In 1997, Alain de Botton published his book How Proust Can Change Your Life. I was charmed by it. I remember using it in a course on cultural criticism for a graduate class that had a mix of theorists and creative writers. I thought of de Botton’s book as a model we could adopt. Here was an original work of criticism that taught me something about Proust while it playfully adopted a popular or low-brow form of writing — that is, the self-help book.
Like every other self-respecting academic, I’m distrustful of self-help books. In my hometown in India, at the bookstore where I once bought a Saul Bellow novel as a teen, mostly textbooks are sold now. And self-help books, immediately recognizable because of their lurid covers, promising a bright future. Learning is replaced by the reading of instruction manuals; change narrowed to individual striving; all of human emancipation instrumentalized, reduced to the acquisition of a better attitude or a few simple skills.
There is something else about self-help books that I find disturbing. At the book-kiosk in the railway station in my hometown, books that purport to teach you how to be successful, or the art of writing letters, or how to grow rich sit next to books like Adolf Hitler’s My Struggle. The self that is assumed in self-help is a submissive and yielding one, a wholly fungible category — so that any struggle, even that of a mass-murderer, is seen as a lesson in self-improvement.
But while I ridicule books of self-help, I’m also quite susceptible to them. They help simplify things. And it is useful to return to them to remind one of the rules that have been forgotten. Geoff Pullum’s criticism notwithstanding, I think of Strunk and White as a self-help book. In my home, I also keep a book handy about curing back pain. Recently I bought a popular self-help book about getting rid of clutter. I hope to read it as soon as I’ve organized my time and the space in my crowded study a bit better.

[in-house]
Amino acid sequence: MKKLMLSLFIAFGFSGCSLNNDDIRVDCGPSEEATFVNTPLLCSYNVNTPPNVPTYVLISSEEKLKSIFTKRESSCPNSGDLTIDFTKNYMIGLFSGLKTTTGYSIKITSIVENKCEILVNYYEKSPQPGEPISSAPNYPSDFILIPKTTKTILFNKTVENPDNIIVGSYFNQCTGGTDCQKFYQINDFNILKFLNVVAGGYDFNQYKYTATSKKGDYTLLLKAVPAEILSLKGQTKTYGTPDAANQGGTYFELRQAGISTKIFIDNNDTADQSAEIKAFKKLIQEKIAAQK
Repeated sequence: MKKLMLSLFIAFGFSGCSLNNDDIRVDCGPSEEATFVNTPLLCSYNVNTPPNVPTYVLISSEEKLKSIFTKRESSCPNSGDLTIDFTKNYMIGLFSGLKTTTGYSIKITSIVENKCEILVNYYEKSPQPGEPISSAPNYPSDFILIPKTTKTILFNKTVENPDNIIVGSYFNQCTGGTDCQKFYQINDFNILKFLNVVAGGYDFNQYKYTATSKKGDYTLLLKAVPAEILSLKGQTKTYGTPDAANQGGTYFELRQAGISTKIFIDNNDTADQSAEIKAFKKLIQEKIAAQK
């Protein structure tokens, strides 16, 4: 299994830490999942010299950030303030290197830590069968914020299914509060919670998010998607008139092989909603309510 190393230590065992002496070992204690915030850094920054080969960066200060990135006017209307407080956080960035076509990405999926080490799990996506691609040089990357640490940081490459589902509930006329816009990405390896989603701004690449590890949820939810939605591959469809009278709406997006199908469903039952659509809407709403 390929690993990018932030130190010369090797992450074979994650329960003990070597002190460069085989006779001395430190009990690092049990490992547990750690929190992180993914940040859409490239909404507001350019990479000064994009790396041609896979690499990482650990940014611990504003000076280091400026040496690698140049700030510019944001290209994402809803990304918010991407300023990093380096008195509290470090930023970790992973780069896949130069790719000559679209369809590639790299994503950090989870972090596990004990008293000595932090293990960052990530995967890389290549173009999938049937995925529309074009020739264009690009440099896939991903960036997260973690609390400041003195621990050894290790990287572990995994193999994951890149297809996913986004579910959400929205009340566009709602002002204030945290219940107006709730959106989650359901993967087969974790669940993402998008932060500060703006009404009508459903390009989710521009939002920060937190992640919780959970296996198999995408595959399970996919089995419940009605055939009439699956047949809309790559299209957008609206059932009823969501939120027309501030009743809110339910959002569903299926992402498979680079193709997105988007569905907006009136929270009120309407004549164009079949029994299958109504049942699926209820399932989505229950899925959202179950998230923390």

In academe we ought to temper our criticism of the idea of self-help because, in a more complex way, it is precisely what we offer our students through our teaching. And I’ve seen how positively my colleagues respond when I have shared helpful information on how to improve our academic writing and enhance productivity. A few years ago, I began contemplating the idea of writing a self-help book for academics and turned to Alain de Botton for help.
De Botton wrote back to me: “For two thousand years in the history of the west, the self-help book stood as a pinnacle of literary achievement.” He listed the ancients who were masters of that form, including Epicurus, Seneca, and Marcus Aurelius. Christianity, de Botton said, had continued in the same vein. The Benedictines and Jesuits poured out handbooks to help one navigate the perils of earthly life. “The assumption behind this long tradition was that the words of others can benefit us not only by giving us a practical advice, but also – and more subtly – by recasting our private confusions and griefs into eloquent communal sentences. We feel at once less alone and less afraid.”
How did this practice decline and self-help books lose their prestige? De Botton blamed the modern university system that “in the mid-nineteenth century became the main employer for philosophers and intellectuals and started to reward them not for being useful or consoling, but for getting facts right.” Another feature of modernity was the “growing secularization of society which emphasized that the modern human being could do the business of living and dying by relying on sheer common sense, a good accountant, a sympathetic doctor and hearty doses of faith in science.”
This abandonment of writing that emphasizes utility has meant that the genre of self-help is flooded by practitioners who traffic in offering salvation. Those who smother any intelligence-seeking under the blanket of cheerful optimism. De Botton reminded me that the noble predecessors of today’s writers insisted on hard truths instead of pablum. Seneca, for example, asked: “What need is there to weep over parts of life? The whole of it calls for tears.”
De Botton wanted me to contemplate the prospect of Virginia Woolf having a shot at writing a self-help book. But I was thinking of someone more along the lines of Thomas Piketty (“A Guide to the Long Run”). Or Martha Nussbaum (“Ten Questions to Answer Before You Vote.”). And Wendy Doniger (“How to Be a Hindu.”).